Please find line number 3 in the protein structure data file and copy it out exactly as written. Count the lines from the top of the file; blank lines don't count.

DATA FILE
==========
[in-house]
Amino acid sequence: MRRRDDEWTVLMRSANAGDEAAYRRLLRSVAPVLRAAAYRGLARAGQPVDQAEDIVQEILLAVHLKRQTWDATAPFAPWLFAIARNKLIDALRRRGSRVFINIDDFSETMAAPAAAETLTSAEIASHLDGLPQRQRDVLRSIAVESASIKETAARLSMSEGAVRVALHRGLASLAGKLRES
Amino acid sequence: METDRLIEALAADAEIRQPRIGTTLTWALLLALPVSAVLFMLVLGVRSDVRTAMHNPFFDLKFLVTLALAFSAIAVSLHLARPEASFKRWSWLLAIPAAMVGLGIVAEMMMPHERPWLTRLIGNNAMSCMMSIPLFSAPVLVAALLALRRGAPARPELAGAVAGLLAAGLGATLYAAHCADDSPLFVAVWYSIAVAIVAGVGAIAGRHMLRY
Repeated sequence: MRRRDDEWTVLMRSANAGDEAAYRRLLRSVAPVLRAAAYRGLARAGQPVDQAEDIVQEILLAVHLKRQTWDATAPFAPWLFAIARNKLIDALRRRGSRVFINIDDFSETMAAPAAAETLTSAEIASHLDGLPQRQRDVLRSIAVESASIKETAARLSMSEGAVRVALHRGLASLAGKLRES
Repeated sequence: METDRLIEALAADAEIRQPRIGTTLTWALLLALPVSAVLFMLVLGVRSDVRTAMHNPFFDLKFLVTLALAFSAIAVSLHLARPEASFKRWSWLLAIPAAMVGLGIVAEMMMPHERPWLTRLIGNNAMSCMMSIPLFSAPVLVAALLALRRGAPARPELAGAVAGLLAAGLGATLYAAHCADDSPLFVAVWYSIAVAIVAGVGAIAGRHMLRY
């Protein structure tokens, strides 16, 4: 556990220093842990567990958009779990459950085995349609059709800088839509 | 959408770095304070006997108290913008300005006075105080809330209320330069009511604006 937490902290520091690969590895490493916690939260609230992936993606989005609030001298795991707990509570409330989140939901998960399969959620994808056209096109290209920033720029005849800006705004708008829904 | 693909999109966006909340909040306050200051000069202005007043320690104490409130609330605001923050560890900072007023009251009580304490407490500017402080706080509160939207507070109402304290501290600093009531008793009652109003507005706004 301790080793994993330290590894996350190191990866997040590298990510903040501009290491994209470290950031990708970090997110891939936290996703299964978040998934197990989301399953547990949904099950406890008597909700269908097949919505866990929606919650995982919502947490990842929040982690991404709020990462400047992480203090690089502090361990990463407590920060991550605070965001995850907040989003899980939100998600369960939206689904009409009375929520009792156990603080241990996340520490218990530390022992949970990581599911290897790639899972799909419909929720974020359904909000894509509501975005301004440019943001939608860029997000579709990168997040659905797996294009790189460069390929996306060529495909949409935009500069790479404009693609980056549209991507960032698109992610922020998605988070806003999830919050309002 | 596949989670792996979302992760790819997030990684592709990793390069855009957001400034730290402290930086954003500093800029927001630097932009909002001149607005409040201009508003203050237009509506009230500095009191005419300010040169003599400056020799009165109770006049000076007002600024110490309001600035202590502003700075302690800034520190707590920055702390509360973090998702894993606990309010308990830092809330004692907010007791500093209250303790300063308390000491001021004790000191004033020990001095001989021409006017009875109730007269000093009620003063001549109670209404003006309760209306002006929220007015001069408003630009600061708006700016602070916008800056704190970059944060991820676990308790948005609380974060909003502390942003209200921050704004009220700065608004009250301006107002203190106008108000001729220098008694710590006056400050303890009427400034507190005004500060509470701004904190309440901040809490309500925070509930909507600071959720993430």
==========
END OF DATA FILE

Amino acid sequence: METDRLIEALAADAEIRQPRIGTTLTWALLLALPVSAVLFMLVLGVRSDVRTAMHNPFFDLKFLVTLALAFSAIAVSLHLARPEASFKRWSWLLAIPAAMVGLGIVAEMMMPHERPWLTRLIGNNAMSCMMSIPLFSAPVLVAALLALRRGAPARPELAGAVAGLLAAGLGATLYAAHCADDSPLFVAVWYSIAVAIVAGVGAIAGRHMLRY